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Toward Sustainable Agricultural Systems in the 21st Century
ance is the best match,” he says. His long-term goal would be no-till organic, but “we’re not close to it at all.”
The Zenners took out production loans regularly in the past, but have not done so for the past four years. Russ notes that the farm incurred considerable debt to get where they are today, but that over the years, he was still able to “push the envelope and have consistent profitability.” His adoption of no-till farming had to meet the test of being “sustainable financially,” which led to a measured and cautious approach and “doing a lot of homework.” In 2008, the Zenners made a significant pay-down of long-term farm debt, so that farm debt is now approaching zero
SOCIAL AND COMMUNITY CONSIDERATIONS
Despite the considerable number of acres farmed, Zenner Farm has only one full-time, one part-time, and two seasonal workers. Good mechanical skills and an ability to recognize and respond to timing issues in getting critical jobs done have been especially important attributes of the full-time worker. Russ sees a strong technical skill set and reliability as essential for worker productivity. Although communication and social skills are desirable, they might not be as critical as technical skills and reliability. In general, fewer individuals with the needed technical and mechanical skills and interest are available in the surrounding community to hire, in part because fewer farm children grow up in the area. A pending dearth of local labor to work on the farm could become a problem in the future.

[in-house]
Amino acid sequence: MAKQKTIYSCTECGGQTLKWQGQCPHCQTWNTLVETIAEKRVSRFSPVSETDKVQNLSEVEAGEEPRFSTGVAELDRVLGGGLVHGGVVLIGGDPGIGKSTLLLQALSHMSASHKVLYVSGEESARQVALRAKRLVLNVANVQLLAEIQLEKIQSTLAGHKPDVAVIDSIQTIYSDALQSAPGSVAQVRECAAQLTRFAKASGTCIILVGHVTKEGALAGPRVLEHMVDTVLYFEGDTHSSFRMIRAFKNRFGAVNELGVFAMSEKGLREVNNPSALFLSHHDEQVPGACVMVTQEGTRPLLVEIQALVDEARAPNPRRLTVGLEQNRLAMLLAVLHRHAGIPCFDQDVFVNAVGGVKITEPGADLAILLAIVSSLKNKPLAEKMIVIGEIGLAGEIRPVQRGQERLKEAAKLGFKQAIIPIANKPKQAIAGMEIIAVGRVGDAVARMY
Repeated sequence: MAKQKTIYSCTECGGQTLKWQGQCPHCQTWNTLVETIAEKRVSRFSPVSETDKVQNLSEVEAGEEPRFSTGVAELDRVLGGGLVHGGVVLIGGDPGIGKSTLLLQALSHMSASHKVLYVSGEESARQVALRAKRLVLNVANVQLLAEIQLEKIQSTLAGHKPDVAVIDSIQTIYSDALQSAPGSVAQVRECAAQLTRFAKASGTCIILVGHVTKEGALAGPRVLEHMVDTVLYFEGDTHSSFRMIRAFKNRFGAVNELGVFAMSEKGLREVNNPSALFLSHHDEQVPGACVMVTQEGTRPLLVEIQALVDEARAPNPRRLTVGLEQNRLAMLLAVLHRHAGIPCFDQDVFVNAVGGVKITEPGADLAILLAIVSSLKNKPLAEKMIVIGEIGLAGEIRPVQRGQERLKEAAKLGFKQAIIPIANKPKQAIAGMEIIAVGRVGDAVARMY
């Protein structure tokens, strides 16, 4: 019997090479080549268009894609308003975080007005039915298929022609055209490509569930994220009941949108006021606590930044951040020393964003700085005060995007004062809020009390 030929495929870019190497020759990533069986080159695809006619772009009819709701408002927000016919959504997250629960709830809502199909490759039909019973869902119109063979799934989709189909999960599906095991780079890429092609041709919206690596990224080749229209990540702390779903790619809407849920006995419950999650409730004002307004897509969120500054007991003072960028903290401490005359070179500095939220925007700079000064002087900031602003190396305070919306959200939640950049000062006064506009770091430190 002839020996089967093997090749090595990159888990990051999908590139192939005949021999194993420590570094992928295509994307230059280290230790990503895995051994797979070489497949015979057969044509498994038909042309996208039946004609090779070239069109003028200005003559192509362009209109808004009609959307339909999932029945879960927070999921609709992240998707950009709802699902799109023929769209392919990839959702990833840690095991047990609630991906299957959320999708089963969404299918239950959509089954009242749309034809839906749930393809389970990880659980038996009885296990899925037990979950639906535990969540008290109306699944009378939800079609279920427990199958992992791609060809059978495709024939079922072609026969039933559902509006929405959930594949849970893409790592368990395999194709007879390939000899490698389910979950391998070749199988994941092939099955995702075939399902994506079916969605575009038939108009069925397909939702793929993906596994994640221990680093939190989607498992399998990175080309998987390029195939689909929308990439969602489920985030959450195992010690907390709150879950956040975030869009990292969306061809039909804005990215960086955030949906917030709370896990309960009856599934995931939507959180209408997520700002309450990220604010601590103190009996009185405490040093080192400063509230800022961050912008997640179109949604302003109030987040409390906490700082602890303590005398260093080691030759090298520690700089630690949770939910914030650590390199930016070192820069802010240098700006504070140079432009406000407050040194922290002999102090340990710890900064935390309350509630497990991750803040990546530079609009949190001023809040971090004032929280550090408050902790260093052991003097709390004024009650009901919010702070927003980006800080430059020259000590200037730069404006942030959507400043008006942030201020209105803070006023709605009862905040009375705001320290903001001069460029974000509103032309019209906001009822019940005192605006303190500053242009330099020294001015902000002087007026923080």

For the full-time worker, the farm provides health insurance, a retirement plan, a house to live in, and a crop bonus share. The part-time and seasonal workers play important roles during the busy season, but overall their hours are limited. Part-time and seasonal workers tend to be older, retired people, often with rural and farming roots, who have had nonfarming occupations (in some cases, professional occupations) for much of their adult lives. Some of them, Russ notes, “maybe would have preferred to farm.”
Russ’s approach to farming is premised on active learning and experimentation: “I’m constantly trying to glean information from someone else’s experience. I’ve attended no-till conferences nationally and internationally.” He has connected with and visited direct-seeding farmers in Australia, and he believes he learned a lot from them. Russ says Australian farmers generally have much tougher weed control issues than farmers in Idaho. He also believes they are much farther along with the “biological farming approach” than most American farmers.
Russ’s personal interest in continual learning has spilled over into auxiliary enterprises with others. For example, he is involved with ViCo (stands for “visions cooperatively”), a small LLC he founded in 1998 with three fellow growers in the region to provide innovative farm management services.41 A relatively new company partner is a former extension agent
Three of the four ViCo grower partners are Columbia Plateau Producer members, and hence also members of Shepherd’s Grain.